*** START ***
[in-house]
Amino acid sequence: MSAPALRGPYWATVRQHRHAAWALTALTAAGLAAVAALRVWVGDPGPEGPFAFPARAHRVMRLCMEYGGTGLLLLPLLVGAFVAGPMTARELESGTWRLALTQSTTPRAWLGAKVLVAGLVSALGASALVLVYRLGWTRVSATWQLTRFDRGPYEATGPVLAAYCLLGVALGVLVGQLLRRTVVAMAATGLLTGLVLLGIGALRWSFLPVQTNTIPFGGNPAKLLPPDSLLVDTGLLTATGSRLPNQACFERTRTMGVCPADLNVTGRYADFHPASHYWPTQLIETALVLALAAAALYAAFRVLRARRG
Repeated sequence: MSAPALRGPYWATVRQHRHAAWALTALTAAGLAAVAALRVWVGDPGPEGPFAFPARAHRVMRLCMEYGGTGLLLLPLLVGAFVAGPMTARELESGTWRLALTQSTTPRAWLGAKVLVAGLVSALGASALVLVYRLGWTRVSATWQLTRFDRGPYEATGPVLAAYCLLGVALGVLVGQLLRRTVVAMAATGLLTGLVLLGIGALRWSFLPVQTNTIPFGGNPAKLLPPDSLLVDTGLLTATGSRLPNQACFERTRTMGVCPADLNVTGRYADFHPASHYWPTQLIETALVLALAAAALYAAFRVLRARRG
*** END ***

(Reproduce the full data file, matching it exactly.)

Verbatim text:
[in-house]
Amino acid sequence: MSAPALRGPYWATVRQHRHAAWALTALTAAGLAAVAALRVWVGDPGPEGPFAFPARAHRVMRLCMEYGGTGLLLLPLLVGAFVAGPMTARELESGTWRLALTQSTTPRAWLGAKVLVAGLVSALGASALVLVYRLGWTRVSATWQLTRFDRGPYEATGPVLAAYCLLGVALGVLVGQLLRRTVVAMAATGLLTGLVLLGIGALRWSFLPVQTNTIPFGGNPAKLLPPDSLLVDTGLLTATGSRLPNQACFERTRTMGVCPADLNVTGRYADFHPASHYWPTQLIETALVLALAAAALYAAFRVLRARRG
Repeated sequence: MSAPALRGPYWATVRQHRHAAWALTALTAAGLAAVAALRVWVGDPGPEGPFAFPARAHRVMRLCMEYGGTGLLLLPLLVGAFVAGPMTARELESGTWRLALTQSTTPRAWLGAKVLVAGLVSALGASALVLVYRLGWTRVSATWQLTRFDRGPYEATGPVLAAYCLLGVALGVLVGQLLRRTVVAMAATGLLTGLVLLGIGALRWSFLPVQTNTIPFGGNPAKLLPPDSLLVDTGLLTATGSRLPNQACFERTRTMGVCPADLNVTGRYADFHPASHYWPTQLIETALVLALAAAALYAAFRVLRARRG